French Polynesia will open its borders for international travellers in mid-July.
This was announced by the president Edouard Fritch, the tourism minister Nicole Bouteau and the French High Commissioner Dominique Sorain who jointly outlined the timeline and conditions of the new Covid-19 regime.
Mr Fritch said the moves were aimed at preserving jobs and Ms Bouteau said she hoped that part of the tourism high season would be saved this way.
This follows calls by the tourism sector to ease controls in order to avoid mass unemployment.
Air Tahiti Nui and Air France are set to resume commercial flights at the beginning of July and, for two weeks only, carry French Polynesian residents stranded in France and rotate French public servants.
They will need to pass a Covid-19 test 72 hours before their trip and go into isolation in arrival for seven days.
For the remainder of June, however, there will be a weekly French government-sponsored flight between Paris and Papeete for freight and prioritised residents.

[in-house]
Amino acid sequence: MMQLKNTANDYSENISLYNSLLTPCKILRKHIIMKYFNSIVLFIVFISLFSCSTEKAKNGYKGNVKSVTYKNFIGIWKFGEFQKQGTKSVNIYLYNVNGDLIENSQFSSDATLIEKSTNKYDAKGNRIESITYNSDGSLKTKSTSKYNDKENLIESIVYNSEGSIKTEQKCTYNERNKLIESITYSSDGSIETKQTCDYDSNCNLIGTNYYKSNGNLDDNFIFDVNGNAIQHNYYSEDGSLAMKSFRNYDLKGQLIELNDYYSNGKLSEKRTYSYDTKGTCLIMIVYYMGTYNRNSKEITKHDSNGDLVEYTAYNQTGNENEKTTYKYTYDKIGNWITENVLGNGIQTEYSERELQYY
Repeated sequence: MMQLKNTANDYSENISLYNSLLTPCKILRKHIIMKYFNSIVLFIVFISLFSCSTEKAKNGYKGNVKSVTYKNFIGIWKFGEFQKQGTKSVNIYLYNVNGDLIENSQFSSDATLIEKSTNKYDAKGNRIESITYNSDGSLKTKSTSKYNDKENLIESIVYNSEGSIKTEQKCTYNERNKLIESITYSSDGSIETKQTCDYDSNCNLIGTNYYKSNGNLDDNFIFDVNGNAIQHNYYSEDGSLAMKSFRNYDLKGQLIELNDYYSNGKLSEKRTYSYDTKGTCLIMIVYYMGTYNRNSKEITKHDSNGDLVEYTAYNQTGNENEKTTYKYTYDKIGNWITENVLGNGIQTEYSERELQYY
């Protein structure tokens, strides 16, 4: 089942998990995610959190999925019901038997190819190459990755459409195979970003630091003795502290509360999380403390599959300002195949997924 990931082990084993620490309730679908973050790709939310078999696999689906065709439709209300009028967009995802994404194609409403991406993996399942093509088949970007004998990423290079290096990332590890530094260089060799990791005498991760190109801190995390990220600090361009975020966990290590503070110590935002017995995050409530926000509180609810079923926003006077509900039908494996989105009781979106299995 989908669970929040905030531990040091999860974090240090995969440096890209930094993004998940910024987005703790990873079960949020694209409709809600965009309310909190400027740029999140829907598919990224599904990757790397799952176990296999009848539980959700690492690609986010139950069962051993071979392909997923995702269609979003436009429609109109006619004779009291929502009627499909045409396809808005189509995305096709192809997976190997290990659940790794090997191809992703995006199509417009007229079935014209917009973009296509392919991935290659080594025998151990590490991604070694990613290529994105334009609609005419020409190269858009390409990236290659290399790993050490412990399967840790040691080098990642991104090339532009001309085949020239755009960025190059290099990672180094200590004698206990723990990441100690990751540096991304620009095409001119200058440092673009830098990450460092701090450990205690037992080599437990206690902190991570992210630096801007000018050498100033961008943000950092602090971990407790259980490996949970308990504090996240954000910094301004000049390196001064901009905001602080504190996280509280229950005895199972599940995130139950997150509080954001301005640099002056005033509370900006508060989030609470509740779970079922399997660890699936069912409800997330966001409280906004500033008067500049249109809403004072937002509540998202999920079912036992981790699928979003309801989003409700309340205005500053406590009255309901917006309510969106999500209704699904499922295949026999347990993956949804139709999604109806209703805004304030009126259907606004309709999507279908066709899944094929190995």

From 15 July, travellers from Europe, the United States and New Caledonia will be allowed in but they must also undergo a test 72 hours before departure and have travel insurance.
Four days after arriving, they will again be tested.
Mr Sorain said in North America the pandemic was stabilised and that economic activity needed to resume to avoid creating social problems.
Re-opening air links to Japan and New Zealand was not being considered before September.
Mr Sorain also said that within 10 days a French Polynesian woman and the body of her baby would be repatriated from New Zealand.
A French military had rushed them to Auckland for an urgent operation last month but the baby died, leaving the mother to plead to be able to return home.
France recorded more than 29,000 Covid-19 related deaths and French Polynesia none.